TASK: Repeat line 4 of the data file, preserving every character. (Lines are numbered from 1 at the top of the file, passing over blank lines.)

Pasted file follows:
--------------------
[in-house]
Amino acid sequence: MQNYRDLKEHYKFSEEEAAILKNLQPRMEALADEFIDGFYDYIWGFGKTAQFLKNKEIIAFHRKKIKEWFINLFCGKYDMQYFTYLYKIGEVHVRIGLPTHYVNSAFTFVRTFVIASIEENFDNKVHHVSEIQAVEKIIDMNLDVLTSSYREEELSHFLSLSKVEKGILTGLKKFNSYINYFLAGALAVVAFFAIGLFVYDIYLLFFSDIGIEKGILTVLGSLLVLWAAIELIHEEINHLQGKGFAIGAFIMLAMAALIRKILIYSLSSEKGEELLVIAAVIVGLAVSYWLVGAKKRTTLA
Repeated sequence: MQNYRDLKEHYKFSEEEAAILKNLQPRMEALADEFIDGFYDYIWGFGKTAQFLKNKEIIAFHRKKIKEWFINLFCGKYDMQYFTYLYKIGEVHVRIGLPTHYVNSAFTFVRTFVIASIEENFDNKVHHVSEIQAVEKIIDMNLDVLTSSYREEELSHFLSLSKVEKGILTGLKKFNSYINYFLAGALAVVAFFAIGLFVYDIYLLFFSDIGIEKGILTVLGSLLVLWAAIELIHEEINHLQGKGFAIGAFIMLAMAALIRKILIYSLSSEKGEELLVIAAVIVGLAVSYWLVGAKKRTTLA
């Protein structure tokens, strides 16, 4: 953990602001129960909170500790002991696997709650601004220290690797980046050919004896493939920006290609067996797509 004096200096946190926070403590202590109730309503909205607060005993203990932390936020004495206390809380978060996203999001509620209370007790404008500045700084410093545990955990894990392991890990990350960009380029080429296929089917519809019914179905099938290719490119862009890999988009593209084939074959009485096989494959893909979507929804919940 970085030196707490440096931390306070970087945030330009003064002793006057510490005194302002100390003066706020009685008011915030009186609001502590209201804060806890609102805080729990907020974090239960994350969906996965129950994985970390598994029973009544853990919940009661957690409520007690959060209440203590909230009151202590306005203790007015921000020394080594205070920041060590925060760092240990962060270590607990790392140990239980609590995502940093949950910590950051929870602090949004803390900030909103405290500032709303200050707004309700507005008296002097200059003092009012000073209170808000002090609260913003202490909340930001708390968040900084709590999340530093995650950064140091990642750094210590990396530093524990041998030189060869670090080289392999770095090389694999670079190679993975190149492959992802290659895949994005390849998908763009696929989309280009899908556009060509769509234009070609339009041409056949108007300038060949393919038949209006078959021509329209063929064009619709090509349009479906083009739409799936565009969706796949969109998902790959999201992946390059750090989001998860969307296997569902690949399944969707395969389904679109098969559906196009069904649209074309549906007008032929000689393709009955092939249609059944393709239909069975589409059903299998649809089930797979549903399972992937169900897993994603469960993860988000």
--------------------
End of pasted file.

């Protein structure tokens, strides 16, 4: 953990602001129960909170500790002991696997709650601004220290690797980046050919004896493939920006290609067996797509 004096200096946190926070403590202590109730309503909205607060005993203990932390936020004495206390809380978060996203999001509620209370007790404008500045700084410093545990955990894990392991890990990350960009380029080429296929089917519809019914179905099938290719490119862009890999988009593209084939074959009485096989494959893909979507929804919940 970085030196707490440096931390306070970087945030330009003064002793006057510490005194302002100390003066706020009685008011915030009186609001502590209201804060806890609102805080729990907020974090239960994350969906996965129950994985970390598994029973009544853990919940009661957690409520007690959060209440203590909230009151202590306005203790007015921000020394080594205070920041060590925060760092240990962060270590607990790392140990239980609590995502940093949950910590950051929870602090949004803390900030909103405290500032709303200050707004309700507005008296002097200059003092009012000073209170808000002090609260913003202490909340930001708390968040900084709590999340530093995650950064140091990642750094210590990396530093524990041998030189060869670090080289392999770095090389694999670079190679993975190149492959992802290659895949994005390849998908763009696929989309280009899908556009060509769509234009070609339009041409056949108007300038060949393919038949209006078959021509329209063929064009619709090509349009479906083009739409799936565009969706796949969109998902790959999201992946390059750090989001998860969307296997569902690949399944969707395969389904679109098969559906196009069904649209074309549906007008032929000689393709009955092939249609059944393709239909069975589409059903299998649809089930797979549903399972992937169900897993994603469960993860988000």